Mr M Abel (INSETA Chief Executive Officer) began by providing an overview of the insurance sector. The insurance sector was comprised of a number of sub-sectors, which included the reinsurance sub-sector; the short-term insurance sub-sector; the health care benefits sub-sector; the life insurance sub-sector; the pension fund sub-sector; and the collective investments sub-sector. The majority of companies in the insurance sector were small and medium sized enterprises (SMMEs). It was noted that white males still dominated top level management positions in the sector. Mr M Abel then outlined the scare and critical skills that were required by the insurance sector. Following this, he outlined INSETA’s organisational structure. INSETA had a number of regional offices, which were located in the Eastern Cape, the Western Cape, KwaZulu-Natal, Gauteng, and the Free State.

Mr Abel discussed the progress that INSETA had made towards meeting the NSDS targets, which were:
- To ensure that 70% of insurance sector workers had NQF Level 1 qualifications. It was noted that 70% of all employees already had at least NQF Level 1 qualifications. As a result, the INSETA had decided to undertake skills development amongst the small number of labourers that were employed in the insurance sector. INSETA had ensured that 512 labourers had received training, and that 285 had received Adult Basic Education and Training (ABET).
- To ensure that 15 % of employees in the insurance sector had embarked upon structured learning programmes. INSETA had bettered this target by ensuring that 25 829 insurance sector employees had embarked on structured learning programmes.
- To guarantee that at least 20 companies were committed to the Investor in People (IIP) Standard. INSETA had surpassed this target by ensuring that 62 companies had committed to the IIP Standard.
- To provide skills development grants to at least 75 % of large enterprises in the insurance sector. INSETA had bettered this target and 99% of large companies in the sector were receiving skills development grants.
- To provide skills development grants to 40% of the medium sized companies in the sector. Again, the INSETA had surpassed this target.
- To support 20% of small enterprises with skills development initiatives. There were 3 807 small enterprises in the insurance sector. Of these, 164 small companies had submitted Workplace Skills Plans (WSPs).
- To ensure that unemployed people were registered in learnerships. INSETA had registered 2 127 unemployed people in learnership. Of these, 524 had been placed in employment positions on completion of their learnerships.

Mr Abel discussed INSETA’s 2004/05 financial statements. He noted that INSETA had received a total income of R 153 524 000 in 2004/05: 80% of this income had been derived from the Skills Development Levy (SDL). In total, INSETA had spent R 134 737 000 in 2004/05. Most of this had been spent on grants and projects. INSETA had R 98 856 000 in cash or cash equivalents. However, INSETA’s current liabilities totalled R 62 705 000. He noted that INSETA had received an unqualified audit report from the Auditor-General. Mr Abel then outlined some of the challenges that INSETA would be facing during 2005/06. These included ensuring that graduates were placed in internships; upgrading educational qualifications; and ensuring that black men were retained in the insurance industry.

Discussion
The Chairperson asked whether INSETA offered a training programme for black women in the insurance sector. Ms L Moss (ANC) added that the skewed gender profile of the insurance sector needed to be addressed. Women needed to be trained to take up management positions. Mr Abel acknowledged that most management positions in the insurance sector were still occupied by white men. INSETA had, however, taken steps to address this. For example, it had a training programme for black women. This programme was aimed at providing women with the skills that were required for management positions. INSETA had also met with various insurance companies to address the gender imbalances in top-level management.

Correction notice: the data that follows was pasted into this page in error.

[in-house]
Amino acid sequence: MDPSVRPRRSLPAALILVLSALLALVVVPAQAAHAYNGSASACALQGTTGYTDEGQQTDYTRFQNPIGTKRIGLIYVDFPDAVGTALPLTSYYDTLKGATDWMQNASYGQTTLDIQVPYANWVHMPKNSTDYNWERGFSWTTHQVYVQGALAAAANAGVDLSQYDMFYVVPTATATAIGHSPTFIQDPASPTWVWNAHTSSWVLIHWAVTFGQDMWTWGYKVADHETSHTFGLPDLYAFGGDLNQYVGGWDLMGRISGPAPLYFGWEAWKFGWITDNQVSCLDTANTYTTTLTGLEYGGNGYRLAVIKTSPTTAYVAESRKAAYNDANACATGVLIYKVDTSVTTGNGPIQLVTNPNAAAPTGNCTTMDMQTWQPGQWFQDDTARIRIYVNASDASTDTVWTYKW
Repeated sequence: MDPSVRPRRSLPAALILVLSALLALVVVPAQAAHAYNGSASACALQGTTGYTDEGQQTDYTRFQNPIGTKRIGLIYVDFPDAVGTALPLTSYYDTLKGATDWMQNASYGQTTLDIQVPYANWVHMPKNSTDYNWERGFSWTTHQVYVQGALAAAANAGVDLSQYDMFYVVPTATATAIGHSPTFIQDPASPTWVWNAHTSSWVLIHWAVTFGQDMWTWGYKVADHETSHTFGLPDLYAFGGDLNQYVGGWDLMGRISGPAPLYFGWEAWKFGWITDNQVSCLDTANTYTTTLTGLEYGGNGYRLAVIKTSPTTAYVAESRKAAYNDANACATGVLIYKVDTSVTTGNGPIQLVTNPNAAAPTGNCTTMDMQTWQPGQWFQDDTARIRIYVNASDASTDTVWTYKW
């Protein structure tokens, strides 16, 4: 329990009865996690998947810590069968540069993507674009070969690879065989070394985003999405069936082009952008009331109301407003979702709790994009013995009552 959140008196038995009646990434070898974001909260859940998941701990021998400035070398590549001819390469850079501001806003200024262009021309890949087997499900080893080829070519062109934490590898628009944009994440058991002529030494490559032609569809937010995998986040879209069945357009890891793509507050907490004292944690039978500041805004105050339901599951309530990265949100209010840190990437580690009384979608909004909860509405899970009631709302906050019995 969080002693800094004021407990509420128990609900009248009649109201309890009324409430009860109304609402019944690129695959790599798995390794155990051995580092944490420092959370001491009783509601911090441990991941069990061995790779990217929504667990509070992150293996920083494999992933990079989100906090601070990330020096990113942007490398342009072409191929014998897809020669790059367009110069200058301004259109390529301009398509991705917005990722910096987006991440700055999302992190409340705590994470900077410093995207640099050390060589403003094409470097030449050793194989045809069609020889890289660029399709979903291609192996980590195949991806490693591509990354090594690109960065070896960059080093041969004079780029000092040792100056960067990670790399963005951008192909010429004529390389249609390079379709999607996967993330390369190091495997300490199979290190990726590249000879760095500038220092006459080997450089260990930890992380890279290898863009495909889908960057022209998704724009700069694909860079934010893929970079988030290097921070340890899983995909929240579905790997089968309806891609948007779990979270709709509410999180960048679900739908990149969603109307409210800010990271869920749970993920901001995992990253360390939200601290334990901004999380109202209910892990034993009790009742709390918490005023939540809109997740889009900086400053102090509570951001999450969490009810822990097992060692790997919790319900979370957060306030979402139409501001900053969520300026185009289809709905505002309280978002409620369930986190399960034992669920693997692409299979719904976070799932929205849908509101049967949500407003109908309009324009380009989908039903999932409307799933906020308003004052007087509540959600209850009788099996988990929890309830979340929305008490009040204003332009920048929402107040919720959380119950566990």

The Chairperson and Mr M Mzondeki (ANC) noted that there was a need for transformation in the insurance sector.

Mr O Mogale (ANC) noted that INSETA did not have offices in Mpumalanga, the North West, the Limpopo, and the Northern Cape provinces. He enquired how INSETA marketed itself in these provinces. Was the Department of Labour assisting INSETA to market itself in these provinces? Mr Abel responded that INSETA worked closely with the Department of Labour around marketing. Indeed, INSETA was marketing itself through the Department’s labour centres. However, INSETA had limited resources, which meant that it was a challenge to reach all the areas in South Africa. Nonetheless, INSETA did have an outreach project, which was responsible for educating rural school learners about the insurance sector. This included providing training to selected teachers at these schools, so that they could be involved in providing learners with ongoing education about the insurance sector.

The Chairperson asked for a list of the rural schools that INSETA had visited. Mr Abel answered that he would forward a list to the Committee.

Mr Mogale asked why it was difficult for INSETA to trace the people that had graduated from learnership programmes. Only 524 leanership graduates, out of 2 127 learnership graduates, had been placed in permanent employment positions. He asked whether the rest of these learnership graduates were unemployed. Mr Abel explained that companies were obliged to train people in learnerships; however, they were not obliged to employ them once the learnerships were complete. INSETA could not force companies to employ these learnership graduates. However, INSETA could suggest that learnership graduates should be given preference if vacancies became available at these companies. As a result, it was important to trace the learnership graduates. To the best of its ability, INSETA was tracking leanership graduates. However, it needed to improve its tracking system. As a result, it was examining a proposal to track people though the unemployment registry